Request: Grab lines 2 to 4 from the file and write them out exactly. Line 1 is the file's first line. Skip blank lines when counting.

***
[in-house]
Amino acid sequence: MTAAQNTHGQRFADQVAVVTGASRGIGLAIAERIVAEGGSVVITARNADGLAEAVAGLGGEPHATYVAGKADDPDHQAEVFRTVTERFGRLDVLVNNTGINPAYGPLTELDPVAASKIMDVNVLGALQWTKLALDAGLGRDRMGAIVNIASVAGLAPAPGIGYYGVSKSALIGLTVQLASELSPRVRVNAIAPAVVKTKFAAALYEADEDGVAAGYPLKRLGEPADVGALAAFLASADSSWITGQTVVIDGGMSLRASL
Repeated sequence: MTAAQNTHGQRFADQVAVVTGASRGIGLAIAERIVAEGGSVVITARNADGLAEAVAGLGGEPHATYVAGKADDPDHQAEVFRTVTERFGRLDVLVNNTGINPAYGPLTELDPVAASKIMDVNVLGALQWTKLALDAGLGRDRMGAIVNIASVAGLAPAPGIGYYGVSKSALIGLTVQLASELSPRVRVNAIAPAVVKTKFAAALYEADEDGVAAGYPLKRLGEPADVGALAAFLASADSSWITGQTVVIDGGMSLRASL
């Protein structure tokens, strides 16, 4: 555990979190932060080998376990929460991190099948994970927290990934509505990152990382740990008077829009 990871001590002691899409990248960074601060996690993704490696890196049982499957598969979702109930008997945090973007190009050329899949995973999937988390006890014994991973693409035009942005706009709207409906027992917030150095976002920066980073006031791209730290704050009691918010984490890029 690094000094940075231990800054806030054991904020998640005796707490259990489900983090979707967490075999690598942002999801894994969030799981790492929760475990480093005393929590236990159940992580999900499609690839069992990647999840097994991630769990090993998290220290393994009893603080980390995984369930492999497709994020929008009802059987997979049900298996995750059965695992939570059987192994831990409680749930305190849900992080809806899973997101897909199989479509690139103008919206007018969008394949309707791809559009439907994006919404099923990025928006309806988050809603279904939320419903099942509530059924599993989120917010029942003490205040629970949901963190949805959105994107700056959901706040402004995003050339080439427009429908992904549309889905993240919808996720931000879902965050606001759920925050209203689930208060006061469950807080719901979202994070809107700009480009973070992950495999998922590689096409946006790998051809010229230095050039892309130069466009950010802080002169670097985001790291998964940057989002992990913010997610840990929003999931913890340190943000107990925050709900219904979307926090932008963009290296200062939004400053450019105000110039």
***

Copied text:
Amino acid sequence: MTAAQNTHGQRFADQVAVVTGASRGIGLAIAERIVAEGGSVVITARNADGLAEAVAGLGGEPHATYVAGKADDPDHQAEVFRTVTERFGRLDVLVNNTGINPAYGPLTELDPVAASKIMDVNVLGALQWTKLALDAGLGRDRMGAIVNIASVAGLAPAPGIGYYGVSKSALIGLTVQLASELSPRVRVNAIAPAVVKTKFAAALYEADEDGVAAGYPLKRLGEPADVGALAAFLASADSSWITGQTVVIDGGMSLRASL
Repeated sequence: MTAAQNTHGQRFADQVAVVTGASRGIGLAIAERIVAEGGSVVITARNADGLAEAVAGLGGEPHATYVAGKADDPDHQAEVFRTVTERFGRLDVLVNNTGINPAYGPLTELDPVAASKIMDVNVLGALQWTKLALDAGLGRDRMGAIVNIASVAGLAPAPGIGYYGVSKSALIGLTVQLASELSPRVRVNAIAPAVVKTKFAAALYEADEDGVAAGYPLKRLGEPADVGALAAFLASADSSWITGQTVVIDGGMSLRASL
């Protein structure tokens, strides 16, 4: 555990979190932060080998376990929460991190099948994970927290990934509505990152990382740990008077829009 990871001590002691899409990248960074601060996690993704490696890196049982499957598969979702109930008997945090973007190009050329899949995973999937988390006890014994991973693409035009942005706009709207409906027992917030150095976002920066980073006031791209730290704050009691918010984490890029 690094000094940075231990800054806030054991904020998640005796707490259990489900983090979707967490075999690598942002999801894994969030799981790492929760475990480093005393929590236990159940992580999900499609690839069992990647999840097994991630769990090993998290220290393994009893603080980390995984369930492999497709994020929008009802059987997979049900298996995750059965695992939570059987192994831990409680749930305190849900992080809806899973997101897909199989479509690139103008919206007018969008394949309707791809559009439907994006919404099923990025928006309806988050809603279904939320419903099942509530059924599993989120917010029942003490205040629970949901963190949805959105994107700056959901706040402004995003050339080439427009429908992904549309889905993240919808996720931000879902965050606001759920925050209203689930208060006061469950807080719901979202994070809107700009480009973070992950495999998922590689096409946006790998051809010229230095050039892309130069466009950010802080002169670097985001790291998964940057989002992990913010997610840990929003999931913890340190943000107990925050709900219904979307926090932008963009290296200062939004400053450019105000110039």